Seeds of Change – North African Women Entrepreneurs

The following is cross posted from Intel’s Corporate Social Responsibility blog.

The Arab Spring has set into motion an awakening….an opportunity that hasn’t been seen historically by women in North Africa and the Middle East. Women feel more empowered than ever to change their circumstances, change their status and change their communities. I personally witnessed the “stirrings” during a recent opportunity in Morocco to represent Intel as a Corporate Ambassador and speak to a conference of numerous business women about leveraging social media to grow their businesses.

Intel is actively involved in programs to empower girls and women. For over 40 years, Intel has been creating technologies that advance the way people live, work and learn. Intel believes that to foster innovation and drive economic growth, everyone, especially girls and women, need to be enabled with education, employment and entrepreneurial skills. It is evidence based that improving women’s economic status produces positive outcomes for society. Unfortunately, technology has been underused in unlocking women’s economic opportunities. My recent trip to Morocco was a chance to shrink that digital divide.

Morocco is an interesting blend of old and new. On the Atlantic Ocean, a brand new modern mall (The Moroccan Mall) recently opened with Jennifer Lopez headlining, while a short distance away shop keepers are selling clothing and produce at the local Souk. Over half of the population of 30 million people (the size of California or Canada), are Internet users, with women rising to 33.5% of all users. However, there are existing barriers with 61.7% women being illiterate and 15% of the population living below the poverty line. In recent years significant measures have been taken to improve the status of women in Morocco. Efforts to reduce gender inequality within the legal system and laws to improve a women’s personal status have provided new equality opportunities. In 1995 revisions to Morocco’s commercial code provided women with the right to start a business and enter into a contract of employment without a husband’s authorization. On top of the commercial code, recent legislation now allows for women to have control over their property and money, plus eliminated a wife’s obligation to obey her husband. Despite the legislation, women owned business represent only 0.8% of the total female workforce.

 The seeds of change that the Arab Spring planted have ignited a renewed sense of “cautious” empowerment amongst women. They witnessed the power of the internet and social media in driving change within the region – which continues. They are now turning to those same powerful technologies to grow their businesses. Vital Voices, a non-governmental organization (NGO) working on women’s issues in the region, runs a Corporate Ambassador program that provides the unique opportunity to bring expertise from businesswomen in the US and Europe to the businesswomen in North Africa and the Middle East. I had the pleasure of speaking as Intel’s Corporate Ambassador at the International Conference “Business Women & Social Media” and train women at a hands-on workshop. I shared Intel’s social media journey and offered tangible advice on how to leverage social communities like Facebook, Twitter, LinkedIn, and blogs for their business.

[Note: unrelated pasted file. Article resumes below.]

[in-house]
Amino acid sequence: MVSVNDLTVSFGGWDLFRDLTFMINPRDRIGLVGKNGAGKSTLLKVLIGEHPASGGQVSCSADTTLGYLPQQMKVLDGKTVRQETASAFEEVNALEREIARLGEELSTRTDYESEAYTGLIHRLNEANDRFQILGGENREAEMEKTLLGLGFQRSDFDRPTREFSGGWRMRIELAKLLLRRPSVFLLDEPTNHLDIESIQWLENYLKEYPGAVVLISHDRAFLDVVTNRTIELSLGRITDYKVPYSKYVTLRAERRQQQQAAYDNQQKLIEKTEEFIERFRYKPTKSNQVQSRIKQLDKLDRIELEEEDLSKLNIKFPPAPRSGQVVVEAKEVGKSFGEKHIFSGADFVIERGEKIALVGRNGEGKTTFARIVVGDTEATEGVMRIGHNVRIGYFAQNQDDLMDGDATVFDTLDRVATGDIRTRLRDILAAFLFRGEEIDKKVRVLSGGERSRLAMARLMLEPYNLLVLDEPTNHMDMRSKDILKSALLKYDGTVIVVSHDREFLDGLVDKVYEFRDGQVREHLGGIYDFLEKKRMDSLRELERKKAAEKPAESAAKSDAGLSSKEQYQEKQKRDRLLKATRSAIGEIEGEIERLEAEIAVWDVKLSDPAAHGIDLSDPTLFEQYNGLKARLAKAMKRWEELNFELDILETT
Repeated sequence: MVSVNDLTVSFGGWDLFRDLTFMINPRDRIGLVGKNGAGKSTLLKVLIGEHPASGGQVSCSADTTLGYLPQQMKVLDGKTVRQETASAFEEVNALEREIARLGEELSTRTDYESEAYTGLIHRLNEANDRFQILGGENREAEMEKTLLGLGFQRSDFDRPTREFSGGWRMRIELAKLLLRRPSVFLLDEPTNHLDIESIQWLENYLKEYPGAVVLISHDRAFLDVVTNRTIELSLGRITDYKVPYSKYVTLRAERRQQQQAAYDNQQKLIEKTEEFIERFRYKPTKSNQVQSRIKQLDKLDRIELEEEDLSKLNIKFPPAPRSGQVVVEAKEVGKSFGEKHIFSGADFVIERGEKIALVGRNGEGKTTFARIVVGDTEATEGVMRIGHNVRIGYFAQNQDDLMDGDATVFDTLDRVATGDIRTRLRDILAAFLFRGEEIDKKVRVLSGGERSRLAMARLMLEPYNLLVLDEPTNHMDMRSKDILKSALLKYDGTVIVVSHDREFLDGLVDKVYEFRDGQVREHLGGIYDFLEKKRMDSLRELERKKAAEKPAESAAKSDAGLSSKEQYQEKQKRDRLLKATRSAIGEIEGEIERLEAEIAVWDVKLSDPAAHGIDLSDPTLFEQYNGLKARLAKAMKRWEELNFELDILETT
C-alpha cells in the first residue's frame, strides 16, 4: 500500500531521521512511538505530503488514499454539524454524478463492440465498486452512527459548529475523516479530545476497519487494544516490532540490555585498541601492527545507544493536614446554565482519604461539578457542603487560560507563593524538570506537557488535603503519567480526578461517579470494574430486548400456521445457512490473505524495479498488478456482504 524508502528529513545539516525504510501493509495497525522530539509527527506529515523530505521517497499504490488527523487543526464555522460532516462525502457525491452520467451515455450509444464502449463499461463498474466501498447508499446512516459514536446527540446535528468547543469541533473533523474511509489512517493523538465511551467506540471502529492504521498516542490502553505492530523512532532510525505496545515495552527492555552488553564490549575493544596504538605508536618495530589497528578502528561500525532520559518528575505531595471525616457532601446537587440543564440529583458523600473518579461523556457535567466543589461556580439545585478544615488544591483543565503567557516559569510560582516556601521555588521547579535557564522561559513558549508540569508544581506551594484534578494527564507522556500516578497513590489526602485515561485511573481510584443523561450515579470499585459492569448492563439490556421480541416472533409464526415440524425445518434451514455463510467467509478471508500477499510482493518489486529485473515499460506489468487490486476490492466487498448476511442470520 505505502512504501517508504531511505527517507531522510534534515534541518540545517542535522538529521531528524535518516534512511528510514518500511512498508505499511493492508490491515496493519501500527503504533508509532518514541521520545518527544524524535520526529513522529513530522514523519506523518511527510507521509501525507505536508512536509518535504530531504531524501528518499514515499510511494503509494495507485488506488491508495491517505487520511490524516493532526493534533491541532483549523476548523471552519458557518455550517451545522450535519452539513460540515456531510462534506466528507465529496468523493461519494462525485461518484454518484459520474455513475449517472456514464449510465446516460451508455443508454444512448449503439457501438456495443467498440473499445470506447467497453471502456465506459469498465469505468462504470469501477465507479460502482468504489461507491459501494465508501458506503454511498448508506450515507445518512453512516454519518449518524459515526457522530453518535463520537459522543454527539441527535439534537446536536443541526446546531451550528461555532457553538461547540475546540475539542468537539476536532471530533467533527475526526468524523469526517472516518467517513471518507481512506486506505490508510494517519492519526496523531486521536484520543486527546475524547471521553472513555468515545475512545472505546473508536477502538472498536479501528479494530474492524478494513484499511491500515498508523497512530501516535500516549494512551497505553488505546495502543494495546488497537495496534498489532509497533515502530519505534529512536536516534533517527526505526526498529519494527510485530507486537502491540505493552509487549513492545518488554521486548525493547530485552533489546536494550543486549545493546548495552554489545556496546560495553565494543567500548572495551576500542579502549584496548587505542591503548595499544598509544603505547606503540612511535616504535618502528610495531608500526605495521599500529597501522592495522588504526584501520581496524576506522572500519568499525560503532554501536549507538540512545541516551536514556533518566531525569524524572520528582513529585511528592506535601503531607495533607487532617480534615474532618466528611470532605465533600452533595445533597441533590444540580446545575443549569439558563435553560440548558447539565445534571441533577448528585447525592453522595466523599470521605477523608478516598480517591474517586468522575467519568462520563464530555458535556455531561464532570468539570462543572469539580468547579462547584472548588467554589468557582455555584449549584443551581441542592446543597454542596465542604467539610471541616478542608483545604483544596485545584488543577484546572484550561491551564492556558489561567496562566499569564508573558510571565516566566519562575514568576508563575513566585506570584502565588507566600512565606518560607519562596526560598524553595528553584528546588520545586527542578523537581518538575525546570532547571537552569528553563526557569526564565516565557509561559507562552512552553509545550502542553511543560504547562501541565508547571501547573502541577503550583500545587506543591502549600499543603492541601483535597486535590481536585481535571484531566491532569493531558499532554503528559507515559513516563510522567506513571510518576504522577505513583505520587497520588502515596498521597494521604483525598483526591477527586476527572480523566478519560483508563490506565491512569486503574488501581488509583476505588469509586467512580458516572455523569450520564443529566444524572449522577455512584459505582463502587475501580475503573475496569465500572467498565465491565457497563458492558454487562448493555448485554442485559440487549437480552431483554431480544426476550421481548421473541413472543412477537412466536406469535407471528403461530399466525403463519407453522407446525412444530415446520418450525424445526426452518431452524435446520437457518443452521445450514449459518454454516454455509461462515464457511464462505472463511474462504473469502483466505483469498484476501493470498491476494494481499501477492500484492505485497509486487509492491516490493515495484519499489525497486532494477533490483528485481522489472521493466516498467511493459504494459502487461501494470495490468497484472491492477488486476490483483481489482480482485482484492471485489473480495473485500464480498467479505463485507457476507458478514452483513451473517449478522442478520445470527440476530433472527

I must make an important note based upon the misperception that the women’s businesses are along the genre of hand-made crafts – quite the contrary. The businesses included a bottled water company, a coffee shop, an advertising agency, and a coffee pod distributor. We even had a young woman entrepreneur, Karima El Aji, speak about her start-up Internet business – Cadolik. Most of the businesses have had success within Morocco and they now want to leverage social media to utilize e-commerce and expand their reach to an international audience. I realized that Morocco is at the beginning stages of not only social media, but the internet too, meaning that they have the challenge and benefit of starting a total digital experience all at once. It is an opportunity for them to create a truly integrated experience along with a strong device agnostic approach (mobile is BIG in the region). Unlike the U.S., much of the online presence will be promotional & informational vs. transactional. They need to devise plans to drive online traffic to brick & mortar locations – a vastly different model from what we have here in the U.S.

After 3 days, the women walked away excited to put their new knowledge to work and hungry to learn more. I realized there is a huge opportunity to help women in this region leverage online technologies effectively. While the opportunity is significant, I was reminded by the women that challenges still remain. Morocco is not a democracy, so freedom of speech is limited; social media dangles some potentially dangerous territory in front of them. In addition, women are concerned that more extreme Islamic rule across the region will increase its influence in Morocco and force women’s rights to regress. Time will tell. But the seeds of changes have been planted. My hope is that these seeds can be sown by the continued efforts of companies like Intel, NGOs such as Vital Voices, and initiatives of the U.S. State department. Thanks to social media, I plan to remain in contact with my new Morocco businesswomen colleagues and help them along the journey.

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The Big Failure of Enterprise 2.0 Social Business